When It Comes To Normal Bladder Function, A Couple Of Questions Come To Mind.
1. How Many Times A Day?
A frequency 4-6 pees per day and at maximum 1 pee per night
2. How Much Is Normal?
1-2 cups of urine (250-500mls) each time you pee
3. Can You Hold It Back If Need Be?
You should be able to defer urinating until convenient
4. Is The Stream Strong?
Urine should be passed in a steady continuous stream until bladder is empty
5. Any Drips In Between Pees?
There should be no leakage between visits to the toilet
Stress and Urge incontinence can co-exist meaning you can have both at the same time. The causes for each of them however are very different.
In instances when the abdominal pressure increases like when we are laughing, sneezing, coughing, carrying heavy weights or even walking briskly or jumping, some of us can experience urinary leaks. This is called stress incontinence.
It’s a problem seen in younger women especially after childbirth.
When the pressure in the abdomen exceeds that at the bladder sphincter and if your pelvic floor muscles are not strong enough to compress on the bladder outlet that’s when the urine breaks loose leaving you in an embarrassing situation.
Urge incontinence occurs when an uncontrollable need to void urine occurs due to overactivity of the bladder wall muscle. This tends to occur in the oddest of moments like when you can hear a water tap running or when you’re fiddling with your keys trying to get in the house.
The difference here is, there is generally NO weakness in the pelvic floor muscles or muscles controlling the bladder outlet.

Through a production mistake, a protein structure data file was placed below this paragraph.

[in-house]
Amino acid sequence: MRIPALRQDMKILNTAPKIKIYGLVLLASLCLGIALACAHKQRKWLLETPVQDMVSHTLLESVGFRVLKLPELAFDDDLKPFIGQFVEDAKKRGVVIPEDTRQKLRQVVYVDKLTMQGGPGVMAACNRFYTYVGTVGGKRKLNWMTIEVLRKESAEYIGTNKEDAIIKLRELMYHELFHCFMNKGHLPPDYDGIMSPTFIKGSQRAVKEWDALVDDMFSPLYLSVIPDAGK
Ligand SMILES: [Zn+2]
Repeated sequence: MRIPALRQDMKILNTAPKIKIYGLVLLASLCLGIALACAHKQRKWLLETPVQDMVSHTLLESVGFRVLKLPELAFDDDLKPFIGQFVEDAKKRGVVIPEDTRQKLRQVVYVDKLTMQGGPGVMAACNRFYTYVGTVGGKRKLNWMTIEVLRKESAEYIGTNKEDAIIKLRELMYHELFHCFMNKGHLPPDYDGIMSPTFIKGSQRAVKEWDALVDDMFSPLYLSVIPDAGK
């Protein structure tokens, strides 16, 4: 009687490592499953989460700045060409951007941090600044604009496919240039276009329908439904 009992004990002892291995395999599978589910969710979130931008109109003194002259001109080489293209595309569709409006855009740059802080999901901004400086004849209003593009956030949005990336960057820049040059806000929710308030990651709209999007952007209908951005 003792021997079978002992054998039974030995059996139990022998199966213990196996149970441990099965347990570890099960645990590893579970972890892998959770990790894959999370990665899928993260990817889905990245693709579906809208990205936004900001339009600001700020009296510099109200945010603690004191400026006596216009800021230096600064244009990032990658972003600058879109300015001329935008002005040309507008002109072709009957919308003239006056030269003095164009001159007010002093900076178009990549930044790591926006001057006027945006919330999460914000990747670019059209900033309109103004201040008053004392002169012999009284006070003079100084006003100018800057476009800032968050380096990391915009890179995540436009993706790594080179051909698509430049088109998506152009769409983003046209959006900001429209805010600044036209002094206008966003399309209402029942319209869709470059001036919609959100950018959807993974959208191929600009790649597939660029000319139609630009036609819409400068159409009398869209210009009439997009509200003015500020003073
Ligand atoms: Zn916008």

This urge incontinence is sometimes also called overactive bladder syndrome.
..Then There Is The Mixed Stress And Urge Incontinence
Mixed incontinence occurs when there is pelvic muscle weakness and an uncontrollable need to void.
How Common Is Incontinence?
Incontinence is a problem to 35.3% of women. Stress Urinary Incontinence is a problem to 20.8%; Urge: 2.9% and Mixed: 11.6%.
And if you thought incontinence is an issue only for older women or women who have delivered then you thought wrong!
10.9% of women who have never delivered suffer from urinary incontinence.
Management Of Stress Incontinence:
So Stress Incontinence = Weak Pelvic floor muscle
Therefore treatment would involve strengthening these muscle and hence better control of the bladder outlet.
Physiotherapy – can assist with achieving pelvic floor muscle contractions which many women find hard to localise. Control of continence is not achieved if all the muscles around the abdomen, pelvic floor and hips are contracted during the pelvic floor exercise so localised muscle training is needed to gain effect. (And trust me this is easier said than done, hence you need to work with a women’s health physiotherapist to ensure all of these muscles are contracting at the same time.)
How To Contract The Pelvic Floor Muscle
Vaginal Lasers – CO2 lasers – painless effective procedure
Commonly 3 session over 3 months are required to see good improvement in mild to moderate stress urinary incontinence
Platelet Rich Plasma Therapy (PRP) to the Skene glands located just below the urethral opening (an injection of platelet rich plasma delivered to the vulva region)
Vaginal Estrogens – creams or tablets have been shown to provide some control of incontinence
reserved for severe cases in incontinence only
Management of Urge Incontinence:
Bladder retraining – deferment to gradually increase bladder capacity
Urge control strategies (Pelvic Floor muscle contraction with a hold of the contraction, perineal pressure over the urethral outlet, toe pressure (grip floor with toes), distraction strategies)
Pelvic floor exercises
Remove irritants – eg. alcohol & tea & coffee
Anticholinergic medication – to decrease bladder wall muscle over activity
Sacral Nerve stimulation implants – Neuromodulation S2, 3, 4 dermatome
Our Female Doctors are ready to listen to your issues. Visit us at InSync Medical Located along East Coast Road in the heart of Katong, Singapore. We also open on Sundays to Serve you.
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